Maersk Container Industry eyes African mango trade

Maersk Container Industry eyes African mango trade

A recent test in Ivory Coast shows how West Africa’s mango trade can be extended by special containers that place the fruit in hibernation.
Farmers in Ivory Coast struggle with a mango harvest season that is as short as the fruit is sweet.
“For a four- to six-week week period in April and May, the country is flooded with good mangos, but it ends abruptly when the rainy season starts. From then on, the mango just starts decaying,” said Mathew Shed, container manager in the specialist shipping company Africa Express Line (AEL).
“We were approached in April by Eolis, a CF logistics company, that asked for some kind of smart solution that would keep the fruit delicious and marketable for a longer time,” he said.
The solution turned out to be special reefer containers. With quick help from a container leasing company and a container depot in Antwerp, Belgium, Star Cool containers were upgraded to work with controlled-atmosphere (known as CA) and sent to Ivory Coast.
Star Cool CA reefers adjust O2 and CO2 levels, which in turn keep the fruit’s respiration and ripening under control.
“We knew how Star Cool CA extends the storage life of bananas and avocados. Mangos have similar respiration rates so the success of the mango test is really not a big surprise,” said Shed. “I think there is a new business opportunity for farmers whose excess fruit never makes it to the market in time.”
Anders G Holm from Maersk Container Industry, the manufacturer of Star Cool CA, is delighted.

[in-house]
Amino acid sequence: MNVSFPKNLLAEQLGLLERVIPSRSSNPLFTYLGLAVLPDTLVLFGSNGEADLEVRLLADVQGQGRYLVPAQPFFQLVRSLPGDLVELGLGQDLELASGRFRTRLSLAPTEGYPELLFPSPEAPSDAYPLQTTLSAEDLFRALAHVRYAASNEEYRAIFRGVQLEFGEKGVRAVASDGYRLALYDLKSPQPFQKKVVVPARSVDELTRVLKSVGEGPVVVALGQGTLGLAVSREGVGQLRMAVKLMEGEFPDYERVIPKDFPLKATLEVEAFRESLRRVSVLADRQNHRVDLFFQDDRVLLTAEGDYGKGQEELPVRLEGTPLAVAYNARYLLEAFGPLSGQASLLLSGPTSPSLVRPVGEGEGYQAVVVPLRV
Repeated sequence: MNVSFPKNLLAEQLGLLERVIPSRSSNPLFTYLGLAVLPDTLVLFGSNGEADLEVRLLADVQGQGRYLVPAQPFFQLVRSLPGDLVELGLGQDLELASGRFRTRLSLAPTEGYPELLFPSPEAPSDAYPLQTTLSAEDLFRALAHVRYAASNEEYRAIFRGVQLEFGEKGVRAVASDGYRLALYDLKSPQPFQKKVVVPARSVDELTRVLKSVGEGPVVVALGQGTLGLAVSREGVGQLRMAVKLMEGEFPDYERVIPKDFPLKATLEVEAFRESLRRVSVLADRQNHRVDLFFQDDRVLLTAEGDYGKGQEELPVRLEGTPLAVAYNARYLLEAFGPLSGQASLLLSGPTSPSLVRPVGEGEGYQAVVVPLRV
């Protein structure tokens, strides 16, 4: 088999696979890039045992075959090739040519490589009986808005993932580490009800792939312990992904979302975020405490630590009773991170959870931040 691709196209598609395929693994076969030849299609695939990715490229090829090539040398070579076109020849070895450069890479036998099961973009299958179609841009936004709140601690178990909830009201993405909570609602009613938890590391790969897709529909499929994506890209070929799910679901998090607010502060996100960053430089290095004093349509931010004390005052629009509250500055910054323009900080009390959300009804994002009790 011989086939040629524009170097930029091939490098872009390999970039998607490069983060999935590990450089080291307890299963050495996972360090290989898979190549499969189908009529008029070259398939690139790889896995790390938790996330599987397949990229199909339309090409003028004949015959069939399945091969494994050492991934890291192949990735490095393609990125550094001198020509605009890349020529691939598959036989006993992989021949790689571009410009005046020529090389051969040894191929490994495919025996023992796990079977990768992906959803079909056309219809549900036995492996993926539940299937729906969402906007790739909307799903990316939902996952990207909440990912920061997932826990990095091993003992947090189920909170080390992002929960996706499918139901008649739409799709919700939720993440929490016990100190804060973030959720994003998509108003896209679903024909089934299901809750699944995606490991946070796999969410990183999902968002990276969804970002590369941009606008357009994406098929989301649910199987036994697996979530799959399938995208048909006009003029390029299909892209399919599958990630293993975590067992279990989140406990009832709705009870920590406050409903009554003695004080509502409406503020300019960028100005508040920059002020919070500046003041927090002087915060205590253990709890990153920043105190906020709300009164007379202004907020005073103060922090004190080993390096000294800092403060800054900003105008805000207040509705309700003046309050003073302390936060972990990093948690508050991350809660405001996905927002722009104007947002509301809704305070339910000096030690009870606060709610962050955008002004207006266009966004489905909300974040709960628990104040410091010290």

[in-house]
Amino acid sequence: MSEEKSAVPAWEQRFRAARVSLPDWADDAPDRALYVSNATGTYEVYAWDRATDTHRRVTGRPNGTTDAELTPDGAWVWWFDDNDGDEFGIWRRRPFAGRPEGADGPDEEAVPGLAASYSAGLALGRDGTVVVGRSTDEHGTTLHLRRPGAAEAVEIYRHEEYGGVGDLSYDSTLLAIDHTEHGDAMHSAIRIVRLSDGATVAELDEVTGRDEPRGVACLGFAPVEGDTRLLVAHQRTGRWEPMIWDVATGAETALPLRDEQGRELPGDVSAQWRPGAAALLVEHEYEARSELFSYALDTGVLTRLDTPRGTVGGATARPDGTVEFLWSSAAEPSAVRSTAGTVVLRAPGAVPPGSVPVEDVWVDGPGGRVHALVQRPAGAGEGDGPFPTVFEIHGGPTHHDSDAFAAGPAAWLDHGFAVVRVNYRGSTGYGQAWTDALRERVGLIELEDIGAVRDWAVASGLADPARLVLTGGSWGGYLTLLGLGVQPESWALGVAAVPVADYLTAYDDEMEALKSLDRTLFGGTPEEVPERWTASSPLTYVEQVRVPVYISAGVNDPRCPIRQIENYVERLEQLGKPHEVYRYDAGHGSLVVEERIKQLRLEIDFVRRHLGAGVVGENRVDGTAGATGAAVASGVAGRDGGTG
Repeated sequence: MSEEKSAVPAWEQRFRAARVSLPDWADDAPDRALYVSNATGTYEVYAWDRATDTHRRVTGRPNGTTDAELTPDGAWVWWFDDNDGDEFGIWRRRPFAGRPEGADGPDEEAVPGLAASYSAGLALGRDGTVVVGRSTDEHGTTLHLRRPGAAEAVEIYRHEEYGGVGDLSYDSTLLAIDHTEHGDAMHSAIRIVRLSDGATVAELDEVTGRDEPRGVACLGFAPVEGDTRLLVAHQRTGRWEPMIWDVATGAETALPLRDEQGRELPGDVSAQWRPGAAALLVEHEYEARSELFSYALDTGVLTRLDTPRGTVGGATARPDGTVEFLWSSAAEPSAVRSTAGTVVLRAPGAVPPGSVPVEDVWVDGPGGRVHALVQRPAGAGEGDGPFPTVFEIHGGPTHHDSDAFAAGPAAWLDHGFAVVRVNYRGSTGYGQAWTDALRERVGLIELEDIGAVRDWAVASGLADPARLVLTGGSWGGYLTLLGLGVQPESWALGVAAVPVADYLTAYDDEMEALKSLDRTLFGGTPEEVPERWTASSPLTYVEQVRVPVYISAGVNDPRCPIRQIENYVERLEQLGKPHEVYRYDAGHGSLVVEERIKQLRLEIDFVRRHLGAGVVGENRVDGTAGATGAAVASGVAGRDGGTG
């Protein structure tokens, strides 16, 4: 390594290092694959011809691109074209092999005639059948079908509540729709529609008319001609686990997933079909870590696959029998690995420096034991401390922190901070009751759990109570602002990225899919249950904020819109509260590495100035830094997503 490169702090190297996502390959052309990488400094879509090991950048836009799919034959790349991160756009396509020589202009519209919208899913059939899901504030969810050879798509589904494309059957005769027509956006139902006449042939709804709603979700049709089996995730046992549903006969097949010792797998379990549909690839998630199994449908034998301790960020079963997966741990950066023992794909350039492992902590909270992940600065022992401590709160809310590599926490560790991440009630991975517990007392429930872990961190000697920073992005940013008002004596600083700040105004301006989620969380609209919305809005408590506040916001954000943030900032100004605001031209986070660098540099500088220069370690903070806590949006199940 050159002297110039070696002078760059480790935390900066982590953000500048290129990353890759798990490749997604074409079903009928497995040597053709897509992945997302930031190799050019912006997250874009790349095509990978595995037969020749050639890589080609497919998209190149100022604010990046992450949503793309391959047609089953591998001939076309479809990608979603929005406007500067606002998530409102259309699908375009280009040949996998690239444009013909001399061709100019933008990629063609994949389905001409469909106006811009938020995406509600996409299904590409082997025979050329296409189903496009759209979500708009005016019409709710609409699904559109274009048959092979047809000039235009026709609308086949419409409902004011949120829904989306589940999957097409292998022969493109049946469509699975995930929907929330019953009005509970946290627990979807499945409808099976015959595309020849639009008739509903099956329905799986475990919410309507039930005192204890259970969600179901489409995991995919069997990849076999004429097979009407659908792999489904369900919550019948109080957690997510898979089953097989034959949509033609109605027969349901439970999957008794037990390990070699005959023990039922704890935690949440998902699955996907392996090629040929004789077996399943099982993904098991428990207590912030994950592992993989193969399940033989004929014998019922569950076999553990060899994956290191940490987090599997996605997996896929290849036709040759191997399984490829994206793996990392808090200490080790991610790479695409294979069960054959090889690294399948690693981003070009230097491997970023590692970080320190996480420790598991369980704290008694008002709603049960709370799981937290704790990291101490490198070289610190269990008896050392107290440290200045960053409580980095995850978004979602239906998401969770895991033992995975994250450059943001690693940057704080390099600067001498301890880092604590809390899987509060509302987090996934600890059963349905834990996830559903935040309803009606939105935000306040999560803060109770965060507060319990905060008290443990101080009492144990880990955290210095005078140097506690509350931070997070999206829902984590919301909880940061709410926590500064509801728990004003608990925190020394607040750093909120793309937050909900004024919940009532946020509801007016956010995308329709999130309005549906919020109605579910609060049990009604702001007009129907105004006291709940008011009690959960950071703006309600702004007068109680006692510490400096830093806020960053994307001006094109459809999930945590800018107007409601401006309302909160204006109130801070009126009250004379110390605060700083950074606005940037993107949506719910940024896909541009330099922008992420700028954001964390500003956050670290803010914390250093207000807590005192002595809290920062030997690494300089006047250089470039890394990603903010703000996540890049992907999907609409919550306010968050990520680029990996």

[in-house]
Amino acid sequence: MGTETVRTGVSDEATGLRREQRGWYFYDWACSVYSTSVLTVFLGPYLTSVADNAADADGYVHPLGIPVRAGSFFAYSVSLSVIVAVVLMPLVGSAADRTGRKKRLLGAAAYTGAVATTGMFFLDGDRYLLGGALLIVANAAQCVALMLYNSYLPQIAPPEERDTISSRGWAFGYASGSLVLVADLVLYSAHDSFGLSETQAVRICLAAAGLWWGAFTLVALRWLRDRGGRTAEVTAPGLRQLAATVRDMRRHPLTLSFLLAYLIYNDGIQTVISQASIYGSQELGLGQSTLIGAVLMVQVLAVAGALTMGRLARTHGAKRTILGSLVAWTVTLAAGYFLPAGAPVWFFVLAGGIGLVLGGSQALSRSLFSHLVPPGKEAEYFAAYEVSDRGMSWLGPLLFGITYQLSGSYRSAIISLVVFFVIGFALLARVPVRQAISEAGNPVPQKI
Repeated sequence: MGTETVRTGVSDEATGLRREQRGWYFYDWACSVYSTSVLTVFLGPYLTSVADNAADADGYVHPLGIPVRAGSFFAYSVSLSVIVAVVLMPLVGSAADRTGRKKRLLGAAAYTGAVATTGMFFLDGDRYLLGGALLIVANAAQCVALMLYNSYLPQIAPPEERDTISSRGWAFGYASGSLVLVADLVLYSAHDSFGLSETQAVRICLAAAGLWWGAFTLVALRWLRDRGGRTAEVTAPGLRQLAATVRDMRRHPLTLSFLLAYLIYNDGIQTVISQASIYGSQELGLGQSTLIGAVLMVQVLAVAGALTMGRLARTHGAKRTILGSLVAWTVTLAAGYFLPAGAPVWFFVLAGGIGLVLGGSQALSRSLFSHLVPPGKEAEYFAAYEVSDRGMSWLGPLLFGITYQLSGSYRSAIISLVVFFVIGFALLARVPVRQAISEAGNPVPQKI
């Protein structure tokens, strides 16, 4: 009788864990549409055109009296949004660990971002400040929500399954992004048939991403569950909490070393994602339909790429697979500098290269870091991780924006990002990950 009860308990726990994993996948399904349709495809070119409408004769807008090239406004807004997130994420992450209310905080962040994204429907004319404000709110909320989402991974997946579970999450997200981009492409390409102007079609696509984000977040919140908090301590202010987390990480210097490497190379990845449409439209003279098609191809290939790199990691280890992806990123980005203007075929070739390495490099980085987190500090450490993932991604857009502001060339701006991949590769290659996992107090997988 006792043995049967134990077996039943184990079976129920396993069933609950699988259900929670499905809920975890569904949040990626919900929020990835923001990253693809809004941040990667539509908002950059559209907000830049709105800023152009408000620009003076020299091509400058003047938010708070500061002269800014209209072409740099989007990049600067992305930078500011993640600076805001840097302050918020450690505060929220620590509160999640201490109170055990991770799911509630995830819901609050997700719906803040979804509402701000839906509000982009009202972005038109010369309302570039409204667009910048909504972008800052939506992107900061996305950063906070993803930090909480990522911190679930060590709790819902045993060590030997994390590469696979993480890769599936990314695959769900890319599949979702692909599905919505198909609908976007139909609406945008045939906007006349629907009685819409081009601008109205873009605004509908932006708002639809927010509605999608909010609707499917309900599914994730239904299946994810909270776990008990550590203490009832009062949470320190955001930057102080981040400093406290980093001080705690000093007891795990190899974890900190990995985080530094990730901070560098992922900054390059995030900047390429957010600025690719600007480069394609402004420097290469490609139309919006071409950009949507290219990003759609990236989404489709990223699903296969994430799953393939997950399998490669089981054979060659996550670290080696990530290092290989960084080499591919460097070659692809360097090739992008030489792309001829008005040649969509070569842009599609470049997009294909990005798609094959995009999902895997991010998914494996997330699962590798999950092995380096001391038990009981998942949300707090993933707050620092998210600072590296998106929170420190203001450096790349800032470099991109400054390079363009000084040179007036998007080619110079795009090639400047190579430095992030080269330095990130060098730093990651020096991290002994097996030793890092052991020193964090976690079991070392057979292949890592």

“Combined competences along the logistics chain can save food and open up business,” said Holm. “I’ll even go so far as to say this could become a mango revolution.”
Five Star Cool CA containers were loaded in May 2014 and then opened one by one over a period of four to nine weeks. Each time, the fruit generally turned out to be in the same condition as when it was loaded. (Source: AEL)
Global production of mangos has doubled in the past 30 years to more than 35 million tonnes, but only about 3% is traded internationally. Fragility is one reason why most mangos are still consumed close to the place of production. (Source: UNCTAD)
“The proportion of mangos exported from West Africa by air is relatively high. Impediments to ocean transport may be restricting the full mango export potential of countries like Senegal or Ivory Coast,” said Derek Brand, maritime advisor at the Seabury Group transportation consultancy.
After five years on the market, more than 25,000 Star Cool refrigeration containers are now equipped with CA. The technology is also used for bananas and avocados, extending the potential travel time from 20 to 45 days.
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